Mountain Geographer Dr. Jon Kedrowski and Meteorologist Chris Tomer joined forces in 2011 for a groundbreaking project. Kedrowski slept on the summit of all 55 Colorado 14ers from sunset to sunrise in 95 days. Tomer joined Kedrowski for many of the bivys and provided realtime weather analysis and forecasts throughout the project. 99.99% of climbers start predawn to avoid afternoon thunderstorms, but Kedrowski and Tomer did just the opposite actually hiking during the stormiest part of each day in order to make the summits before sunset. It's never been done before.
Their story is being published by Westcliffe Publishing in a full-color coffee-table style book, Sleeping on the Summits: Colorado 14er High Bivys. The book contains high resolution photography of every summit, sunsets and sunrises, harrowing stories of rogue storms, bear attacks, and peak-specific discussions of meteorology and geography from Tomer and Kedrowski, experts in their respective fields. It's a story about teamwork, taking risks, and climbing the proverbial mountain of life. Many of the lessons read like a blueprint for success in business as well.
Sleeping on the Summits includes a special Foreward by Colorado icon John Fielder, as
well as comments from mountaineering legend and author Gerry Roach, North Face athlete and inspiration Diane Van Daren, Baylor University Mens Basketball Coach Scott Drew, and ultra-running Grand Slammer and author Dr. Bob Boeder.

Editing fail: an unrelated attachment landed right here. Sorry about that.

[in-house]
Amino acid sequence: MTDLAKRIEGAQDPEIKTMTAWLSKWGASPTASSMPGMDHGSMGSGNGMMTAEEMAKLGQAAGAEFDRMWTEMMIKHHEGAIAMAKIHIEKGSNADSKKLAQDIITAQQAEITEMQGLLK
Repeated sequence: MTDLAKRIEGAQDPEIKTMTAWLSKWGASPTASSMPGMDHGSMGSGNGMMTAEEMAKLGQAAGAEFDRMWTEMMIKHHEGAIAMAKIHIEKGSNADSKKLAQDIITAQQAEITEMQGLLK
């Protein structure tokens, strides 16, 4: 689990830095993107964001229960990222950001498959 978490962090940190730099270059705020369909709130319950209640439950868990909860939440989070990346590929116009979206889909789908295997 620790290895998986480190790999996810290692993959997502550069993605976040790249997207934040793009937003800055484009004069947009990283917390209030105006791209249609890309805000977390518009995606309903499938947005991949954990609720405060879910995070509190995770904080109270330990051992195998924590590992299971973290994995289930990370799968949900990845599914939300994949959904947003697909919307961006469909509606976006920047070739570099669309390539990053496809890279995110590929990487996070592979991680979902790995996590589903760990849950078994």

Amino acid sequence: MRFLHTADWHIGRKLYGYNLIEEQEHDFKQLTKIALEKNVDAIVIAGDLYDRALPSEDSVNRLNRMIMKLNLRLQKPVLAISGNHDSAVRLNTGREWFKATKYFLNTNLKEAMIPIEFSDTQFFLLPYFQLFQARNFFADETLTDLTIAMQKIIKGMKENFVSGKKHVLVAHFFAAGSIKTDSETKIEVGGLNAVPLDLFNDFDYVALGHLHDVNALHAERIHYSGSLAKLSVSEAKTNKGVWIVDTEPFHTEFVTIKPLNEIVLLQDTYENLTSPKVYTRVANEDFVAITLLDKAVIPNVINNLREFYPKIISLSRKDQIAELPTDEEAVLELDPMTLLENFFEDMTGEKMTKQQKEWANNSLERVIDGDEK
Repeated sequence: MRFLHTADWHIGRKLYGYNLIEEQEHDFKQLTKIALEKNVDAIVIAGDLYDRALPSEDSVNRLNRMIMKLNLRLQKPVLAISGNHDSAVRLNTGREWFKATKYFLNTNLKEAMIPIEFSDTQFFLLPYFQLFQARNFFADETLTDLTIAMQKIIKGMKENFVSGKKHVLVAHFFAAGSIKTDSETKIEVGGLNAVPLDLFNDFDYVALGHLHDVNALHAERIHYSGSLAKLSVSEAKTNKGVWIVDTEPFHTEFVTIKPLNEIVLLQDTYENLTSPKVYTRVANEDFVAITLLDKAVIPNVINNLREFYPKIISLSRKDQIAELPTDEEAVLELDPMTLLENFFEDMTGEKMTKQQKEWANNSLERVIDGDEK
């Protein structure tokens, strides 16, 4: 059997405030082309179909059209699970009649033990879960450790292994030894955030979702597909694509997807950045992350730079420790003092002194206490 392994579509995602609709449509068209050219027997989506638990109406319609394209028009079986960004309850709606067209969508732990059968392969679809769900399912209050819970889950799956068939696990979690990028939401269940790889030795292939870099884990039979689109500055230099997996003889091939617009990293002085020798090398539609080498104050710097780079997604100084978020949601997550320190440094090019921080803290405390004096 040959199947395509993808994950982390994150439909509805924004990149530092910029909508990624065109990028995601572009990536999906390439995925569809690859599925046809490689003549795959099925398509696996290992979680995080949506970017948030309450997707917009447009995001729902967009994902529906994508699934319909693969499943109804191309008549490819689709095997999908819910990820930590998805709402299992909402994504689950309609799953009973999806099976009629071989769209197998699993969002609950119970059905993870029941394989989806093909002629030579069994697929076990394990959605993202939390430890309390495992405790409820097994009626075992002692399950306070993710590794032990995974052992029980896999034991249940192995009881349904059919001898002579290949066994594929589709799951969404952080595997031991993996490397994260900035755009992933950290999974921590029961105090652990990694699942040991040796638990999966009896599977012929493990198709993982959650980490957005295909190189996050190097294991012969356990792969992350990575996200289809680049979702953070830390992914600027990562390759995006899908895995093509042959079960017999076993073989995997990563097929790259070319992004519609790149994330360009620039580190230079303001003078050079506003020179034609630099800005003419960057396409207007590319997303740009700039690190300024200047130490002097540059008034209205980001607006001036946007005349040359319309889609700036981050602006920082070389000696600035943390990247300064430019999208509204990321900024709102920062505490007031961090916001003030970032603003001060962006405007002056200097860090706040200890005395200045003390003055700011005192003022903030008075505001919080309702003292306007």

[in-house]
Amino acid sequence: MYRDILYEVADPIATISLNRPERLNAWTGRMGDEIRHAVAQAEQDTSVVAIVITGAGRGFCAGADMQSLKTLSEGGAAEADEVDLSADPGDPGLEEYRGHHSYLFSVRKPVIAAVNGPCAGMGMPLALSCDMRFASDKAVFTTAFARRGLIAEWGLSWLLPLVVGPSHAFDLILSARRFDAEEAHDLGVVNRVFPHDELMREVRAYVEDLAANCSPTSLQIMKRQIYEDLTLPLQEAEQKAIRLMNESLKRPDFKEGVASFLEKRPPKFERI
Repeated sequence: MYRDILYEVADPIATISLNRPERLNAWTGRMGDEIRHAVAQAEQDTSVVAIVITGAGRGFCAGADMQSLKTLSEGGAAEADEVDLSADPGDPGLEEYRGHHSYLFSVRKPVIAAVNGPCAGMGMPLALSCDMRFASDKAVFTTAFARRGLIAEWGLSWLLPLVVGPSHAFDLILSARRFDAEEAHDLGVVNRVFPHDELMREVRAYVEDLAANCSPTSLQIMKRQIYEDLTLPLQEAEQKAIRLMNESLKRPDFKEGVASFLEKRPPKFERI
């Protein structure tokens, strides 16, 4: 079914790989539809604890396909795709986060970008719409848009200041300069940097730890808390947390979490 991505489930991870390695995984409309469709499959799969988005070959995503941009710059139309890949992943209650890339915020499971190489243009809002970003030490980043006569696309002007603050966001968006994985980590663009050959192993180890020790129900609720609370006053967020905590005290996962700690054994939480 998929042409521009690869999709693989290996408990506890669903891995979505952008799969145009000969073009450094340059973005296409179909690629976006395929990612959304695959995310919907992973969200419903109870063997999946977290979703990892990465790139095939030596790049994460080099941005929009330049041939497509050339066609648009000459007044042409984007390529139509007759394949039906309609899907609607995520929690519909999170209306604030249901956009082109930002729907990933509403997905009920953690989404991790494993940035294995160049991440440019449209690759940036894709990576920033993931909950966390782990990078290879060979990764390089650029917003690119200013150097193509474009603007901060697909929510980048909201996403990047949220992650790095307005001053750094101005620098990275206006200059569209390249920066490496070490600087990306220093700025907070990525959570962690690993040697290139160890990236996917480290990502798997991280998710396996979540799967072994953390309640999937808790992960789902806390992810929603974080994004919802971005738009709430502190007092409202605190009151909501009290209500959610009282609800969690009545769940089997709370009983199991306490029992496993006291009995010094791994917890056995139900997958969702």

Kedrowski said, "This is the most difficult accomplishment of my life so far, and I expect it to be even tougher than climbing Mt. Everest this May. Linking eight 14ers on consecutive nights required me to dig deeper than ever before - talk about draining. Even with Tomers' excellent forecasts I was still nearly killed by lightning on Mount Harvard."
Tomer said, "This is what it's all about. I'm not interested in coasting to the finish line -
I wanted to raise my meteorological skills to the next level. We wanted to see what we're made of. It took us three attempts to sleep on the summit of both Little Bear Peak and Capitol Peak because of epic thunderstorms. Success was much sweeter after that."
Monday, August 27, 2012 - 6:30pm to 7:30pm
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Published: Westcliffe Publishers - June 15th, 2012